Care home in Radlett issued formal warning by CQC

A care home in Radlett has received a formal warning from CQC

A care home in Radlett has received a formal warning from CQC - Credit: Archant

A care home in Radlett has received a formal warning after an inspection revealed a catalogue of failures, including a lack of hygiene and staff ignoring elderly residents’ requests for help.

The Care Quality Commission (CQC) has demanded swift improvement from Houndswood House Care Home, Harper Lane, after the independent health and adult social care regulator found it did not meet national standards.

Inspectors visited the home in August this year and, according to a report released today (Friday), have told Houndswood that it must improve the care and welfare of residents.

Action is needed in areas including cleanliness and infection control, management of medicines and staffing levels.

Houndswood House provides accommodation for people who need nursing and personal care, including those with dementia. It has two separate units in the home – Magnolia Lodge for people with dementia and Primrose House for people requiring nursing care. Both units are staffed separately.

The CQC report said residents were not always treated with dignity and respect, and that shifts were not always fully covered.

During the inspection CQC representatives noticed a “smell of urine throughout the home”.

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The report explained: “We were told there were some individuals who frequently urinated in the corridors. This meant the person’s continence care was not managed appropriately. We observed a soiled incontinence pad had been left underneath the cushion of one person’s chair.”


• Not all residents had a call bell, and some were placed out of reach, so not all could call for help when needed;

• In Primrose House, inspectors observed “very little interaction between staff and residents”. Staff frequently ignored people’s requests for help and investigators saw one person being shouted at by a nurse;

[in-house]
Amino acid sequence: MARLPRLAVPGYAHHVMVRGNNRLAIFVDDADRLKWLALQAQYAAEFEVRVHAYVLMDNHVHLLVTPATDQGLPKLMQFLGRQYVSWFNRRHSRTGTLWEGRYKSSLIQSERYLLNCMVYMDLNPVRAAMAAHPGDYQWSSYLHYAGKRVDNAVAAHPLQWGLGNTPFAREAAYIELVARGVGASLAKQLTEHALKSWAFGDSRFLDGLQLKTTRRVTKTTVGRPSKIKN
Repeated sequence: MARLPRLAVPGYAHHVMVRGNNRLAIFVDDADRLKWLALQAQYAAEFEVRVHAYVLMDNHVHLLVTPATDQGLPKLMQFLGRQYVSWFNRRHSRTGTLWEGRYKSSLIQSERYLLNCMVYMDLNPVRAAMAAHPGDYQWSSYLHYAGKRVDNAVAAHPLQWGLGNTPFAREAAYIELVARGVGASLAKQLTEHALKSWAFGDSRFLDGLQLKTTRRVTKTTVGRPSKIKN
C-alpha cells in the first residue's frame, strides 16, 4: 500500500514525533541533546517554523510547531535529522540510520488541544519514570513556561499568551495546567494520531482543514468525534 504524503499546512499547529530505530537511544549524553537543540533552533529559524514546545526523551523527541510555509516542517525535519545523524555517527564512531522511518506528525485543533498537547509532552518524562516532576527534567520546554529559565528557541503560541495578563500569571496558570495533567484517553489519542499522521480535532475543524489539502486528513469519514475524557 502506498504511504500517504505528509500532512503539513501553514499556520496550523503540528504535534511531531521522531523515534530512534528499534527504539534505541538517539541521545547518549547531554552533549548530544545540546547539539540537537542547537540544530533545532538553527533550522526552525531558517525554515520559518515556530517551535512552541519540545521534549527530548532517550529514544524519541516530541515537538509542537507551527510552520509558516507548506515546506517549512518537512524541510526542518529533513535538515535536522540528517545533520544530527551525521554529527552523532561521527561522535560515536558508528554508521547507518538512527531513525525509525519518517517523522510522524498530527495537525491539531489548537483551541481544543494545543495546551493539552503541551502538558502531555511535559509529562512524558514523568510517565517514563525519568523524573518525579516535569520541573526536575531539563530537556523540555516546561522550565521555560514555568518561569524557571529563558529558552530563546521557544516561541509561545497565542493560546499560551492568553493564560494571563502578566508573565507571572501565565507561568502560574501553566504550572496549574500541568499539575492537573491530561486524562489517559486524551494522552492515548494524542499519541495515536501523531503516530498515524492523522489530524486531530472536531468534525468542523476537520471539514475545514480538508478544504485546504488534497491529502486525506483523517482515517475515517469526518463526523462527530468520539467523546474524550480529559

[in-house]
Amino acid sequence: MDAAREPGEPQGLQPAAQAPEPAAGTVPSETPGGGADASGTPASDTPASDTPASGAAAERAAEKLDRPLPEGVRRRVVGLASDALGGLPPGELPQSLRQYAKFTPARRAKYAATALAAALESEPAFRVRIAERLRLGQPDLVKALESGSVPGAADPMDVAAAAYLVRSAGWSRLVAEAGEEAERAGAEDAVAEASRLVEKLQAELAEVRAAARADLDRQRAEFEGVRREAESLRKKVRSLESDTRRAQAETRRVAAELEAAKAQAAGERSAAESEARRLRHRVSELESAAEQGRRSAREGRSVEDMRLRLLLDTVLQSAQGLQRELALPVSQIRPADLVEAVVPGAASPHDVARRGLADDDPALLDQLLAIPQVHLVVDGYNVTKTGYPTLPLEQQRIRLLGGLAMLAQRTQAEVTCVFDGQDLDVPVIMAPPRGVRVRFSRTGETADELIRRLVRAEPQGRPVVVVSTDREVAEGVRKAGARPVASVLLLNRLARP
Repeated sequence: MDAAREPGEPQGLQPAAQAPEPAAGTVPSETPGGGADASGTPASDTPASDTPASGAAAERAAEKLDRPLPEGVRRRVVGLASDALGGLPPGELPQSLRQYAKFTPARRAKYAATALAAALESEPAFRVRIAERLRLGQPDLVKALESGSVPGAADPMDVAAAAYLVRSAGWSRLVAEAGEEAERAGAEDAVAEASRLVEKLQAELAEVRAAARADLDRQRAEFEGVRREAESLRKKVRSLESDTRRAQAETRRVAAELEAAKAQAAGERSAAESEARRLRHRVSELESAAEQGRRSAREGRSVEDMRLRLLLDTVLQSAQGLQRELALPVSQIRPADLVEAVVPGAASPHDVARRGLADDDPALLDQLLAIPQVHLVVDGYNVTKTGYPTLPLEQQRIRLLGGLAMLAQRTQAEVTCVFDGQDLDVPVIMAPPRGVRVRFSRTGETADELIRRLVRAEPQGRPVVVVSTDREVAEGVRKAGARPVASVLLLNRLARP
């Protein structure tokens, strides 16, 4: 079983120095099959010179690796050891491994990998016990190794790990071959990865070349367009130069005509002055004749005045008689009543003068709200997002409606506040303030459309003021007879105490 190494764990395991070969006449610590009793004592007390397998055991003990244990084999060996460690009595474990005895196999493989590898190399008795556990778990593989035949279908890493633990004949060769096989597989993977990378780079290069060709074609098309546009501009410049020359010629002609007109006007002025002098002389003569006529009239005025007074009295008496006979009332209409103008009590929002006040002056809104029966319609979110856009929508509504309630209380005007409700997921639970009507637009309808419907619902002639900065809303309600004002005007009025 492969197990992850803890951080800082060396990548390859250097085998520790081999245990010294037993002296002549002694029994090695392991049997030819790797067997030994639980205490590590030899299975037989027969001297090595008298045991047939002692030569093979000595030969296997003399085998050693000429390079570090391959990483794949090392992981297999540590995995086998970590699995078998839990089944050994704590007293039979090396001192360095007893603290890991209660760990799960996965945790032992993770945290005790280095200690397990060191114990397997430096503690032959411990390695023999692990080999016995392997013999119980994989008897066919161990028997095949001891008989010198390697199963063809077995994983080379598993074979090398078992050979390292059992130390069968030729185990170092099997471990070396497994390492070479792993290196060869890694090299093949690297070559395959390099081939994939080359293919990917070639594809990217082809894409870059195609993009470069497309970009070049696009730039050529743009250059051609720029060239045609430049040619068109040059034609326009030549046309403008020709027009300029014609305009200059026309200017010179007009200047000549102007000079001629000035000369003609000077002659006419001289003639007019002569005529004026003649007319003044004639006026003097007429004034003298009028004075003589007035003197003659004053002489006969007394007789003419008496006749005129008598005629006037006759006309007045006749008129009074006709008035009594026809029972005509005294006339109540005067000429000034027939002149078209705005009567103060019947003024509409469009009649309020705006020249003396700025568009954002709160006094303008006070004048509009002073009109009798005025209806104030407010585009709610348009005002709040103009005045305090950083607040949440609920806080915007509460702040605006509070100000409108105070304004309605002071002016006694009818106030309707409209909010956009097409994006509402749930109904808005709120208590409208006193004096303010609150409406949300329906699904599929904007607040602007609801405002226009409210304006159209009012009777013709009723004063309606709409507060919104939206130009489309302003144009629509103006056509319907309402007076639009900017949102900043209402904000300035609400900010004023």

• Some people did not have pressure relieving cushions while sitting in communal areas;

• Cuts and wounds were not always dressed following correct procedure, which meant they might not heal properly;

• A clinical sharps waste bin in Magnolia Lodge had a lid missing, which meant people could have accessed clinical waste, exposing them to the risk of injury or infection.

A review of “do not resuscitate” forms found that although one person was assessed as having capacity to make decisions their form was instead signed by a relative and nurse at the home.

If the required improvements are not made within a set timeframe CQC has a range of enforcement powers including restricting the services that a provider can offer, or suspending or cancelling a service.

In a statement a Four Seasons spokeswoman said: “We deeply regret that the quality of care at Houndswood House Care Home fell short of the standards we expect to deliver. The home is implementing an extremely comprehensive action plan to address the CQC’s recommendations.”

She said this included having more staff on duty, improved interaction with residents and extension of the activities programme.

Improvements that had already been made since the inspection included the recording and management of medication, care plans and records and communication.

The spokeswoman said that residents’ weight was being monitored weekly, to pick up quickly on any weight loss.

She added: “There has been a deep clean and replacement of flooring. We will continue to work with the relevant authorities to ensure that we meet the CQC’s standards.”